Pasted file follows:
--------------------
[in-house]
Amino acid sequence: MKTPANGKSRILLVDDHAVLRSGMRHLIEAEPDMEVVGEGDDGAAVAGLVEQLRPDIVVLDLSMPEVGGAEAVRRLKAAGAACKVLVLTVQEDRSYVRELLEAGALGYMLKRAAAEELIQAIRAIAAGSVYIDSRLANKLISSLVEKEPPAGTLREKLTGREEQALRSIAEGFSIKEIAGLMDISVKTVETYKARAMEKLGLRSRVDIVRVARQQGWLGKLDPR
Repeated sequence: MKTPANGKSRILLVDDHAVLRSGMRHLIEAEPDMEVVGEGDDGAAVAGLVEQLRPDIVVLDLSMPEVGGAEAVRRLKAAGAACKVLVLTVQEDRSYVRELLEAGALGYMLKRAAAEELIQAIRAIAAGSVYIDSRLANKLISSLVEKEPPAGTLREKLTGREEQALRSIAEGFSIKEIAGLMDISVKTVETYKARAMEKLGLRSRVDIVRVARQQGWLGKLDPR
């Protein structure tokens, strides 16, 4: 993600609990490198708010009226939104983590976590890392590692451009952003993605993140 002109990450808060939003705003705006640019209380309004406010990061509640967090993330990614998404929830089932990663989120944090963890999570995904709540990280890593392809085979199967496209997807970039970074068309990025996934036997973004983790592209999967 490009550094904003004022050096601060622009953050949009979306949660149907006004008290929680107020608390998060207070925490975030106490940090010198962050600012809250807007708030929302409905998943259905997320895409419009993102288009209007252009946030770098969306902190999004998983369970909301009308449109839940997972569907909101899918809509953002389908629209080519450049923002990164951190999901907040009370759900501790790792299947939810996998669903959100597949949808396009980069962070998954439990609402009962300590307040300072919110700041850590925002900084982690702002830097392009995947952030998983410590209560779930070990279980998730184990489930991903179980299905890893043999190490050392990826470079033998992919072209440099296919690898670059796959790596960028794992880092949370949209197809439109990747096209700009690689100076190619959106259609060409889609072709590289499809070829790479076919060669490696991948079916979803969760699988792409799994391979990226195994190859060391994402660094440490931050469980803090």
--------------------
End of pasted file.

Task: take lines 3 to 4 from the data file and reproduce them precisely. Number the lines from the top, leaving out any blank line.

Repeated sequence: MKTPANGKSRILLVDDHAVLRSGMRHLIEAEPDMEVVGEGDDGAAVAGLVEQLRPDIVVLDLSMPEVGGAEAVRRLKAAGAACKVLVLTVQEDRSYVRELLEAGALGYMLKRAAAEELIQAIRAIAAGSVYIDSRLANKLISSLVEKEPPAGTLREKLTGREEQALRSIAEGFSIKEIAGLMDISVKTVETYKARAMEKLGLRSRVDIVRVARQQGWLGKLDPR
């Protein structure tokens, strides 16, 4: 993600609990490198708010009226939104983590976590890392590692451009952003993605993140 002109990450808060939003705003705006640019209380309004406010990061509640967090993330990614998404929830089932990663989120944090963890999570995904709540990280890593392809085979199967496209997807970039970074068309990025996934036997973004983790592209999967 490009550094904003004022050096601060622009953050949009979306949660149907006004008290929680107020608390998060207070925490975030106490940090010198962050600012809250807007708030929302409905998943259905997320895409419009993102288009209007252009946030770098969306902190999004998983369970909301009308449109839940997972569907909101899918809509953002389908629209080519450049923002990164951190999901907040009370759900501790790792299947939810996998669903959100597949949808396009980069962070998954439990609402009962300590307040300072919110700041850590925002900084982690702002830097392009995947952030998983410590209560779930070990279980998730184990489930991903179980299905890893043999190490050392990826470079033998992919072209440099296919690898670059796959790596960028794992880092949370949209197809439109990747096209700009690689100076190619959106259609060409889609072709590289499809070829790479076919060669490696991948079916979803969760699988792409799994391979990226195994190859060391994402660094440490931050469980803090």